Your business is constantly evolving. You’re trying out new vendors and streamlining your processes. You’re working with new clients and maintaining relationships with former ones, too. You’re adding new products and services to your line-up all the time. But. How the flibbity jibbeting frying pans do you know when it’s time to retire a “perfectly good” product?
Here are five easily-spotted signs it’s time to give a product or service the ax.
Kill-that-product sign #1: dread.
If you feel like hurling yourself off a cliff every time you sell a certain something, it’s time to give up the ghost. Retire that product or service without ceremony and move on to greener pastures.
What’s that? It’s “good money” you get for doing that thing you hate? Right. So, tell me about the that time you went to get a massage and the person giving rubbing you down was just not into it. Could you feel it? Tell me about that time you saw a band perform after being on the road for six months and they were phoning it in. Could you feel that? Or how about that time you called a customer service person for help and they just Did. Not. Care. Could you feel that, too?
Like you, your customers can feel your lack of enthusiasm. Instead of letting that dread bring you (and your business!) down, cut the product or service that makes you dream of becoming a lemming from your business offerings as soon as possible.
Kill that product sign #2: expenses have changed significantly.
If you used to have an unpaid intern who did all your photo editing and album design, but now you’ve got to pay someone $75 an hour to do the same work, your expenses have changed significantly. You’ve got to either raise prices to reflect your new costs or kill the product altogether. A business is a business to be profitable, so eating those costs doesn’t do you any good. Luckily, adjusting costs means this product can easily survive!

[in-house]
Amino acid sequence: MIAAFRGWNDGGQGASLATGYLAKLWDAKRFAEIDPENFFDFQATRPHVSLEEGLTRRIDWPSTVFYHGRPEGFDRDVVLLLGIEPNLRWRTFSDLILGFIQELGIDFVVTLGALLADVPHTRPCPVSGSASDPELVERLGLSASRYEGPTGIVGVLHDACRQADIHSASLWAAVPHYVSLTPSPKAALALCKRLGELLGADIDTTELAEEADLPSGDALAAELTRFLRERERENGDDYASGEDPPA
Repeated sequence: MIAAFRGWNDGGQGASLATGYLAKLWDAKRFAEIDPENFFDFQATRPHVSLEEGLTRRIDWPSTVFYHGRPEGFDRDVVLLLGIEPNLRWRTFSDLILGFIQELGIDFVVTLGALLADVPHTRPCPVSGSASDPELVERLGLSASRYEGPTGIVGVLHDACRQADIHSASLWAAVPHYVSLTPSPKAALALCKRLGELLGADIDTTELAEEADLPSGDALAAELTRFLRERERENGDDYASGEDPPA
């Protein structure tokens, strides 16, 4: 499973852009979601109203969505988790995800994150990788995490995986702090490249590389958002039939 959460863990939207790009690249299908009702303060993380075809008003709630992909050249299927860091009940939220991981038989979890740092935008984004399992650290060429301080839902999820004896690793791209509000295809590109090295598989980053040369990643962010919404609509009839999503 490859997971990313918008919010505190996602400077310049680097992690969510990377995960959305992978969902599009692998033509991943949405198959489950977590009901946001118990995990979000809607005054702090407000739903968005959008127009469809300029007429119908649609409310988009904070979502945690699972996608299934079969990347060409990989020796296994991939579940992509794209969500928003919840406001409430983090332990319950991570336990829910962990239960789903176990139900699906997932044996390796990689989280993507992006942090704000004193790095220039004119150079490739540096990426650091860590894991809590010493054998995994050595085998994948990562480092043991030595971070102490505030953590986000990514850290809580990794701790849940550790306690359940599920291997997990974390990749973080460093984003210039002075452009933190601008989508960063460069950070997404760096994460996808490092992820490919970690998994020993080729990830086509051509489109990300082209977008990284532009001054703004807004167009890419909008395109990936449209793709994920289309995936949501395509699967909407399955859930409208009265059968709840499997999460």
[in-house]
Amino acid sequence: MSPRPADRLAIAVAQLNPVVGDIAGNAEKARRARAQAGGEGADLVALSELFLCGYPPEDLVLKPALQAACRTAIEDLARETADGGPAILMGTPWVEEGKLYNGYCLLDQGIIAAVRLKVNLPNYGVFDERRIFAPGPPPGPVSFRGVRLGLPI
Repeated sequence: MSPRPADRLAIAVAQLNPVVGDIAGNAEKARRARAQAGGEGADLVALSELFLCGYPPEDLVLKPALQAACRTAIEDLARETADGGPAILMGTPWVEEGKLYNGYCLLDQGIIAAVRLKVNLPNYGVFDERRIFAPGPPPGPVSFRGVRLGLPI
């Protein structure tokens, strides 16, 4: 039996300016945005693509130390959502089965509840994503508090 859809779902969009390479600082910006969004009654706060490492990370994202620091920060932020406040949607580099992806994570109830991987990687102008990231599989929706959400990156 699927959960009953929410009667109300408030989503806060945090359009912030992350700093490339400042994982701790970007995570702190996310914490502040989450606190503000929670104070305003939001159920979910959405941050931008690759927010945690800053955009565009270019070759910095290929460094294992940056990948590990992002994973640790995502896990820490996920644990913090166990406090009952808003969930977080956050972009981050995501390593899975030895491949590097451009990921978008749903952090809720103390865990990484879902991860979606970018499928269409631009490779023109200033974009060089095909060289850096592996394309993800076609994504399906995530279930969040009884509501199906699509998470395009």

Kill-it-kill-it-I-mean-retire-it sign #3: waning popularity (i.e. no longer interesting to your clients).
If you’ve been selling out a class with 100 seats again and again, then suddenly launch a new set of seats and sell…10…you’ve got some waning popularity on your hands. You can retire the class altogether, or just give the class more time between rounds to ensure that demand has increased since the last time you’ve run it. Likewise, if you’ve done 3 rounds of mini sessions in the past year or you’ve been holding monthly specials that are noticeably less effective, giving those promotions a rest will help boost your clients’ demand later in the year.
Die-die-die-product-die! sign #4: boredom (i.e. no longer interesting to you).
Boredom on your part doesn’t mean a product or service has to be retired — unless you’re unwilling to outsource some part of the making or selling of it! If you just can’t give another Mmmm Mmmm Chocolate Body Scrub and Massage or you’ll go postal, you have two options. One, stop offering that service. Two, find someone else to offer that service on your behalf. If you can find someone who’s willing to hit up the Mmmm Mmmm all day long and you’re willing to give them a cut of your profits, you’ve got yourself a winning combination.
Whether you’re bored by customer service or just can’t freaking stand selling one more _______________, acknowledging your boredom and doing your best to get it into the hands of someone who’s wildly enthusiastic about this portion of your business sets you up for long-term sustainability. And profitability, too!
Oh-man-holy-horseflies-just-die-already sign #5: disproportionate resource usage.
Disproportionate resource usage sounds really official, doesn’t it? If 10% of your income comes from something that takes up 50% of your time, kill it. Kill it dead, and quickly. Unless you’re mastering skills that will get faster and easier with time, there’s no reason to keep this time suck in your business mix.
On the other hand, if 50% of your business income comes from something that takes 10% of your time, put effort into growing that portion of your business! This means you’ve got yourself a nice stream of income, and you want to work on building it to make earning more money easier for you.
P.S. Maybe it’s time to play the $1,000 in your inbox game.